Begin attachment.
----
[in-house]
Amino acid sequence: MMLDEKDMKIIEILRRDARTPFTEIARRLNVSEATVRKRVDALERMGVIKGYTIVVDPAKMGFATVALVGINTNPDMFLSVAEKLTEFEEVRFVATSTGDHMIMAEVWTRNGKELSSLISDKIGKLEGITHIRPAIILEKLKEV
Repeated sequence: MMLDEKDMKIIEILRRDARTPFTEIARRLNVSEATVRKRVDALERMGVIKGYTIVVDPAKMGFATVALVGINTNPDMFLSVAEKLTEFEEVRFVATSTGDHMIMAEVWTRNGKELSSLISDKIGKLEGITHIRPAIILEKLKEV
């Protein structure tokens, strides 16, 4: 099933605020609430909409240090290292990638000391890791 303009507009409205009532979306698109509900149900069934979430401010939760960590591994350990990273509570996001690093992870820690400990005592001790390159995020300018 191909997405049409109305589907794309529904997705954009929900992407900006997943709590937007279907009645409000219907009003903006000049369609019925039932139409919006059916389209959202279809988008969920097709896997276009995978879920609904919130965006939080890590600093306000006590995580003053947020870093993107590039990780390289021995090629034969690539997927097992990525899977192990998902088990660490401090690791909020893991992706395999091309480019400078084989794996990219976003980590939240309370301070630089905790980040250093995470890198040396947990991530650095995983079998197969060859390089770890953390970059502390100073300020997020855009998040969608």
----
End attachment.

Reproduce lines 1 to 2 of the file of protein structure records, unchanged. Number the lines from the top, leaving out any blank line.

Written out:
[in-house]
Amino acid sequence: MMLDEKDMKIIEILRRDARTPFTEIARRLNVSEATVRKRVDALERMGVIKGYTIVVDPAKMGFATVALVGINTNPDMFLSVAEKLTEFEEVRFVATSTGDHMIMAEVWTRNGKELSSLISDKIGKLEGITHIRPAIILEKLKEV